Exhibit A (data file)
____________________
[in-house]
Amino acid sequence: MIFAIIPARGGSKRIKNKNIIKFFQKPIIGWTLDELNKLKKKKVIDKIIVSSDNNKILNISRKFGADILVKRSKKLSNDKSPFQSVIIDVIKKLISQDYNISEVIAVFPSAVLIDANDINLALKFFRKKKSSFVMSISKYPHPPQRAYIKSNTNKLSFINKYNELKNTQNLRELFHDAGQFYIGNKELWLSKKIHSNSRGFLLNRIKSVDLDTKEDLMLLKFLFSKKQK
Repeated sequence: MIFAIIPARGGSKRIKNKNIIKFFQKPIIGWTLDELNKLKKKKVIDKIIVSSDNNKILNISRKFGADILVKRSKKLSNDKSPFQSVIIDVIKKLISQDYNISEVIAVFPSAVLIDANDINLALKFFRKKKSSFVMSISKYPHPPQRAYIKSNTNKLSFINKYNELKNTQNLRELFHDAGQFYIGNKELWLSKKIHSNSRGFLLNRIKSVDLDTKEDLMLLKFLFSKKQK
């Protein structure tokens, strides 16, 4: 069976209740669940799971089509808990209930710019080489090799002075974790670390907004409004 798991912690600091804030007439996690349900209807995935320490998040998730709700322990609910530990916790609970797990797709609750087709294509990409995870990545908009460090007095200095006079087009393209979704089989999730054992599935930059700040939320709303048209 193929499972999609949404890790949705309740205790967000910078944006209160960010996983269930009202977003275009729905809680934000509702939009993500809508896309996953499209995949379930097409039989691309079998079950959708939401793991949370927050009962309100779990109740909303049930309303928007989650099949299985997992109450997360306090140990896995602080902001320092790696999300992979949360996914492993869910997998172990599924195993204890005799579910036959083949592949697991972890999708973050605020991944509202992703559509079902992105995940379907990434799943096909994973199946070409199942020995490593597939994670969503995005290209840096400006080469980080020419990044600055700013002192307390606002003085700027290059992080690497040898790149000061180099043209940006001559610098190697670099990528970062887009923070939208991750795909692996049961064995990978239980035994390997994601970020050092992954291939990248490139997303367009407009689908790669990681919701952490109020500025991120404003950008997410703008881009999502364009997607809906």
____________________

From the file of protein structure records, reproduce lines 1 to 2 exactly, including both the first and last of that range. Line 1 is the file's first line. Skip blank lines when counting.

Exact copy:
[in-house]
Amino acid sequence: MIFAIIPARGGSKRIKNKNIIKFFQKPIIGWTLDELNKLKKKKVIDKIIVSSDNNKILNISRKFGADILVKRSKKLSNDKSPFQSVIIDVIKKLISQDYNISEVIAVFPSAVLIDANDINLALKFFRKKKSSFVMSISKYPHPPQRAYIKSNTNKLSFINKYNELKNTQNLRELFHDAGQFYIGNKELWLSKKIHSNSRGFLLNRIKSVDLDTKEDLMLLKFLFSKKQK